Opening remarks by Commissioner Dalli on the proposal for a directive to strengthen the application of the principle of equal pay for equal work through pay transparency and enforcement mechanisms

Source: European Commission (EC) i, published on Thursday, March 4 2021.
  • EU law prohibits pay discrimination between women and men, and the Commission has also issued recommendations on pay transparency to help Member States implement this principle of equal pay.
  • However, despite the existing legal framework, women and men are still not paid equally in the EU.
  • As the Vice-President just said, this depends on many factors: one of the causes leading to this gap is the issue of gender-based pay discrimination - and that is the difference in pay for equal work or work of equal value.
  • Many women work their whole life being paid less than male colleagues but they cannot prove it.
  • The lack of transparency in pay setting makes it difficult to detect, acknowledge and address pay differences.
  • It feeds the persisting gender bias in pay structures and the undervaluation of women's work.
  • 13 Member States already have some form of binding pay transparency measures in place in national law and policy.

The Vice-President mentioned a few examples.

  • This has indeed shown positive results but we definitively must do more.
  • The pay transparency directive will apply in all Member States and strengthen the application and enforcement of the principle of equal pay.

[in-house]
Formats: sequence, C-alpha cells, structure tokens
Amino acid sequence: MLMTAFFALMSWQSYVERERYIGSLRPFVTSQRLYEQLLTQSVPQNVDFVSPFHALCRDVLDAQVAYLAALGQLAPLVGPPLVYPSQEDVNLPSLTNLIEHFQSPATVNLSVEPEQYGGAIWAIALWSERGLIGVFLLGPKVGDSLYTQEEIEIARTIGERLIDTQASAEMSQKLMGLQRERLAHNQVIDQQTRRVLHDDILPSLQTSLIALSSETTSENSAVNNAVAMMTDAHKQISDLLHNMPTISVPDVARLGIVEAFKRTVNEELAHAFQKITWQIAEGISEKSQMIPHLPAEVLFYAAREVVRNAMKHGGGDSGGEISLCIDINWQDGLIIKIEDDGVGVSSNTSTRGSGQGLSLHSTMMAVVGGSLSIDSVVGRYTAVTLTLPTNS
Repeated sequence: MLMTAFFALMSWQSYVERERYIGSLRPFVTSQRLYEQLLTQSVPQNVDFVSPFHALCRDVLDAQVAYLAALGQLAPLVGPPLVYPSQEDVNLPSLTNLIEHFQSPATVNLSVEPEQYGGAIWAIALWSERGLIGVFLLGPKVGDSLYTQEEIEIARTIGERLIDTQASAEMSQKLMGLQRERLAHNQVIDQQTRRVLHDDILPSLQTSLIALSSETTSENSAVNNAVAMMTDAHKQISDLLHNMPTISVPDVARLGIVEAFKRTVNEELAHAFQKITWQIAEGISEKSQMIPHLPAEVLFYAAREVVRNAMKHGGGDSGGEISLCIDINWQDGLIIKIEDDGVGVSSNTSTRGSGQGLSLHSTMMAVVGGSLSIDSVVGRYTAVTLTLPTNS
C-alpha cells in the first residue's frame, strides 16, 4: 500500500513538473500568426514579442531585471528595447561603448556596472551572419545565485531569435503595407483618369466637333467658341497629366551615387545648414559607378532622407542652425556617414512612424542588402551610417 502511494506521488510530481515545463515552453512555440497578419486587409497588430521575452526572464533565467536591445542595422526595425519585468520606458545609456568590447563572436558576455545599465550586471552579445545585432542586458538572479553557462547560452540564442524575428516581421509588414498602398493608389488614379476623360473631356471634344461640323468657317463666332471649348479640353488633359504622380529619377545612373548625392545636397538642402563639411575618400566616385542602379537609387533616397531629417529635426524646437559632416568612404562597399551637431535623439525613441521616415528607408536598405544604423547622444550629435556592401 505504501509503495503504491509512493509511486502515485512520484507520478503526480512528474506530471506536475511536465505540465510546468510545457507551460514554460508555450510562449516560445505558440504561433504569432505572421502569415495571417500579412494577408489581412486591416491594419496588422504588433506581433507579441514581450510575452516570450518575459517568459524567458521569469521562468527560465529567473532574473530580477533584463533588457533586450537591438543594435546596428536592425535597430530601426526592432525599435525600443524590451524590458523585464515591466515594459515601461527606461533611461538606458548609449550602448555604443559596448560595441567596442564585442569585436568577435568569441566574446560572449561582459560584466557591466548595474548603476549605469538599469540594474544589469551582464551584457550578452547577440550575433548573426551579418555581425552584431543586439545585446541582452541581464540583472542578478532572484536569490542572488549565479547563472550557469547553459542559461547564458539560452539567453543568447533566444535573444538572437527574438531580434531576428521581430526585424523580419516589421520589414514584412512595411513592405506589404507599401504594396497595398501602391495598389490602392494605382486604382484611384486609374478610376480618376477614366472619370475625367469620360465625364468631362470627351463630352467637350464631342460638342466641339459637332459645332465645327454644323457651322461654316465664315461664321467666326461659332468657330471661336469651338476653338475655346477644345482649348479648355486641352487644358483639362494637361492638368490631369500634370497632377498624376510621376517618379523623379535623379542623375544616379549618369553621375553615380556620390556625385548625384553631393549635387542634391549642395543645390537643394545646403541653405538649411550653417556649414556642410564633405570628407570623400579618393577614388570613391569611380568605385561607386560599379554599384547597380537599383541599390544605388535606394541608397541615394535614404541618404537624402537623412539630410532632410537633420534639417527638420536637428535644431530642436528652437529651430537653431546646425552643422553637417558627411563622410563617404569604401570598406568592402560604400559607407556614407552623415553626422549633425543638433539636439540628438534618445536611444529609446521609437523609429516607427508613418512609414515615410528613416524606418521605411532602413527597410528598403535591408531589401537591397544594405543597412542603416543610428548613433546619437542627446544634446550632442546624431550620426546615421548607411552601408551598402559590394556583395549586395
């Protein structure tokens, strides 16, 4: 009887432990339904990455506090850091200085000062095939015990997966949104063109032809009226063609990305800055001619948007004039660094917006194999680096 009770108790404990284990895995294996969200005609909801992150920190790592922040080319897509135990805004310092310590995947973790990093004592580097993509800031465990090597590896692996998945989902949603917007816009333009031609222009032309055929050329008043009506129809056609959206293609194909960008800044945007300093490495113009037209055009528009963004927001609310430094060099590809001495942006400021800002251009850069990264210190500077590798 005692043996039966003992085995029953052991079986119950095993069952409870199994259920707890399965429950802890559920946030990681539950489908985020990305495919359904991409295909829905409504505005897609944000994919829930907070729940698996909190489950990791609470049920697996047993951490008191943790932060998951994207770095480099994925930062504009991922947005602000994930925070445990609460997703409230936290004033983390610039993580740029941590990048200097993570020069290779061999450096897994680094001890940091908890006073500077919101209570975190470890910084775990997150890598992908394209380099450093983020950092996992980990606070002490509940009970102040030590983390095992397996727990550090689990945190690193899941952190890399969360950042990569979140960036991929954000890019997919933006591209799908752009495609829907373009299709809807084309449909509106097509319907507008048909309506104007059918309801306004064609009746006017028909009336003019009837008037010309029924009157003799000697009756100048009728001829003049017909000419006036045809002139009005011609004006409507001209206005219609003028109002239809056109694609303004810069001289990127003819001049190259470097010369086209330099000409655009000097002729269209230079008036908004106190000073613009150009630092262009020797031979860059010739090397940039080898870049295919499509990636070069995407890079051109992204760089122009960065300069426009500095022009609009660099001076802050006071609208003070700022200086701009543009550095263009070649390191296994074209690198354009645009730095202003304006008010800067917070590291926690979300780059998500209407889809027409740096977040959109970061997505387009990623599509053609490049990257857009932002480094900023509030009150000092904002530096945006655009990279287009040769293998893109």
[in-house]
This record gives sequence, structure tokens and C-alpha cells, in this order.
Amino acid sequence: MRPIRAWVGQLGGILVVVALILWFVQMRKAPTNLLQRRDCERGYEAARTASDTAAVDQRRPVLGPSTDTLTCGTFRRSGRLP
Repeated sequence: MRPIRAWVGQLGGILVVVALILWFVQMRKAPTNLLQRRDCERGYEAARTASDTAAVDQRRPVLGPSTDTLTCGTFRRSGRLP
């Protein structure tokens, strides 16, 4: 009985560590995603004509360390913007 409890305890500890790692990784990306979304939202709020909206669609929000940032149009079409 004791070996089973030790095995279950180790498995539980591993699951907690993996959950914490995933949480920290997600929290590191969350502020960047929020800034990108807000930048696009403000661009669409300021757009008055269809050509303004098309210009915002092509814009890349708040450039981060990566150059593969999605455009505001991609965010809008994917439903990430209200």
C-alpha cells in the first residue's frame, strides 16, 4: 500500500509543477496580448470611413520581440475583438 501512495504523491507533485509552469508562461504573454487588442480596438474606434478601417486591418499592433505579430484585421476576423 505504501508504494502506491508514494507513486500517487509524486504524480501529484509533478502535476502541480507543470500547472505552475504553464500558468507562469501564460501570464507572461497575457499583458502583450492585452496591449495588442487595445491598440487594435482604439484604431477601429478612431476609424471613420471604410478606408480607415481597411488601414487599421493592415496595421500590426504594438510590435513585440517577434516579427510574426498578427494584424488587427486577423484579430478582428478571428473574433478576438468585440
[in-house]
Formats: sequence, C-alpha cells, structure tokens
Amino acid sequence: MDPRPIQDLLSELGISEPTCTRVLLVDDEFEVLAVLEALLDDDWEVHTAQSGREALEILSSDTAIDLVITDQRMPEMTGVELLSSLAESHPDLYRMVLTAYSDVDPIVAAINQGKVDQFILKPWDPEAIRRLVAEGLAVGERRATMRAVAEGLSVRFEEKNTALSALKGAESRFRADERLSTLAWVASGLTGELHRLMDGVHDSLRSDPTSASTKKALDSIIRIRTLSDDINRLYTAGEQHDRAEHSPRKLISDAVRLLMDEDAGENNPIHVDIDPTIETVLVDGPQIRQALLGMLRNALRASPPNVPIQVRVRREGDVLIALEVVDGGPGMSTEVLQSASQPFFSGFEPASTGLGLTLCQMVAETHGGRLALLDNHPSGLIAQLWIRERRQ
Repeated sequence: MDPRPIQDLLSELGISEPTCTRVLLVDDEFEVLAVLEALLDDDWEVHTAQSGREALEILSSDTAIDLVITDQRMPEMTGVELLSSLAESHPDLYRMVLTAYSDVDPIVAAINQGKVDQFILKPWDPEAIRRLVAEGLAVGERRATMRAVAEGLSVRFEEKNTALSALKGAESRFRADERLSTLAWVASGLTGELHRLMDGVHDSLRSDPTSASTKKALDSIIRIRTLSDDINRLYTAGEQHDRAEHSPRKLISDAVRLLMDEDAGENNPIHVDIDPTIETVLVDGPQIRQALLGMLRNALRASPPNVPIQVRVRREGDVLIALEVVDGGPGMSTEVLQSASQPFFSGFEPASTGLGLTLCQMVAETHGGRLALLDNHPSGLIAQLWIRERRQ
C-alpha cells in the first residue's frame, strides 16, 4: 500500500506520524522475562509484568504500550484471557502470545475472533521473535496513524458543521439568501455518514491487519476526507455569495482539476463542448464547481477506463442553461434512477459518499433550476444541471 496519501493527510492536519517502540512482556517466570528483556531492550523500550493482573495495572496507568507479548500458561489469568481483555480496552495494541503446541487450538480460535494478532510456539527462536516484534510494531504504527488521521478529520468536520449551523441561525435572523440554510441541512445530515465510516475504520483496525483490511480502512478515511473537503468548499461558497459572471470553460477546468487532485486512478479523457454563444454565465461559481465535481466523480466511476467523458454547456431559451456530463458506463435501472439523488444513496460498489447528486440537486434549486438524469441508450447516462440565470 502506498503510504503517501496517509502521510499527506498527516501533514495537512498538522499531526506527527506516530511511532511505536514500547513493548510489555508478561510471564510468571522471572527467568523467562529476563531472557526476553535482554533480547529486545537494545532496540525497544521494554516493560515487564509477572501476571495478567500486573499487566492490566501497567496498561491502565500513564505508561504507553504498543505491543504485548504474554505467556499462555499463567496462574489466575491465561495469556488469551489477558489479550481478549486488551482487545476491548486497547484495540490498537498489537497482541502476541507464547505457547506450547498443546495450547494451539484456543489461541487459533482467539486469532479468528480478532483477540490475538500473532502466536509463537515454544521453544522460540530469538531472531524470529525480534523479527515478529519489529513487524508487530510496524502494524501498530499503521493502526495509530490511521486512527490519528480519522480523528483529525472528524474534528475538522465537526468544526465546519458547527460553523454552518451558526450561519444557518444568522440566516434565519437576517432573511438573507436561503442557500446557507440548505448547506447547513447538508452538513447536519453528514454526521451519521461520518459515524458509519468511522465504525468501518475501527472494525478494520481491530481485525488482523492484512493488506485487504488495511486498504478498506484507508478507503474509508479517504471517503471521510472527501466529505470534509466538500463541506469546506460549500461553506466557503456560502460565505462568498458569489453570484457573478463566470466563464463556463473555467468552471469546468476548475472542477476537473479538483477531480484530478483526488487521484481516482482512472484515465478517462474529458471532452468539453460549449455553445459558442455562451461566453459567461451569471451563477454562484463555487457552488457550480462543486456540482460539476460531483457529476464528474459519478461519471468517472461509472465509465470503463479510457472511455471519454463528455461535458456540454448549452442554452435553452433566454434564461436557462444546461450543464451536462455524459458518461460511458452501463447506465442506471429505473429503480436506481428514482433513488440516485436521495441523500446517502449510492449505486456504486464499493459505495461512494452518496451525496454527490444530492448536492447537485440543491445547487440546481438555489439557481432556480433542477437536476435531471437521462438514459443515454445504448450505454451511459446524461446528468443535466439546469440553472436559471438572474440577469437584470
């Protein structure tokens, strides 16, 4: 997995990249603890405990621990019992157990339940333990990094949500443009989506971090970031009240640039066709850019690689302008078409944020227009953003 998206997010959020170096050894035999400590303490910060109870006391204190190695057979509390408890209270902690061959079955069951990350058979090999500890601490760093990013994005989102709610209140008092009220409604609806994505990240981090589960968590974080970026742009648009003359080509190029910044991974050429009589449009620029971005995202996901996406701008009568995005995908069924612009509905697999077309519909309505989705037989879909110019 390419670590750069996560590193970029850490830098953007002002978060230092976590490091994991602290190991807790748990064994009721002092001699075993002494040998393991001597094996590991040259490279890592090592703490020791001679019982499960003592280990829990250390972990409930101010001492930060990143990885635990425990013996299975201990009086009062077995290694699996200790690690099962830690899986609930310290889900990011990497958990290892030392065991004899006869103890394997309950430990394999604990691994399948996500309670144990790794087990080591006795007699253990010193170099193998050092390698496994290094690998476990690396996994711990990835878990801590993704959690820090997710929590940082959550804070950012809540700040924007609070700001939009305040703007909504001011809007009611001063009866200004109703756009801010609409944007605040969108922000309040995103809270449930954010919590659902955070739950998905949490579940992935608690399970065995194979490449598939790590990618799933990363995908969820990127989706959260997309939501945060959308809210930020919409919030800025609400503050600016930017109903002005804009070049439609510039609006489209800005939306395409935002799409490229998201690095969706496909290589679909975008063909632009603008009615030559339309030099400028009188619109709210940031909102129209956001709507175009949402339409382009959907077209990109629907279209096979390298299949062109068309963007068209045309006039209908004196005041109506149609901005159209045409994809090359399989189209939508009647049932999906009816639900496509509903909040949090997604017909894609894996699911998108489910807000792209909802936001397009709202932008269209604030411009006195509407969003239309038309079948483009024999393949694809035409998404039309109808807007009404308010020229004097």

It will:

  • Introduce pay transparency measures to allow workers to get the necessary information about possible pay differentials; and
  • Strengthen the rules on remedies and enforcement to ensure workers' access to justice in case of suspected pay discrimination.
  • The proposal also clarifies key concepts at the core of the principle of equal pay.

[What will this Directive mean for workers?]

  • Introducing pay transparency gives workers the tools to get the necessary information about possible pay differentials.
  • The Directive sets out the right to receive information about pay both prior to employment and during
  • Job applicants will receive information about the initial pay level for a job before they go to an interview.
  • And a prospective employer will not be allowed to ask applicants for their pay history.
    • This is to avoid that existing gender-based pay discrimination and bias is perpetuated over time and ensure that women and men enjoy a balanced and fair salary negotiation for a job.
  • Workers will also have the right to receive pay information from their employers about how their pay compares with the average pay level of colleagues doing the same work or work of equal value broken down by sex.
    • This will help them compare and assess whether or not they may be discriminated against.
  • We further empower workers to make claims for equal pay if they suspect there is discrimination.
  • These measures include rules on legal representation, shifting the burden of proof to the employer, not risking heavy legal costs, the right to compensation and protection from retaliation.
  • Equality bodies and workers' representatives will be able to act on workers behalf, including by bringing a collective claim of several workers.

[What will this directive mean for employers?]

  • The directive will apply to employers in both the private and public sectors.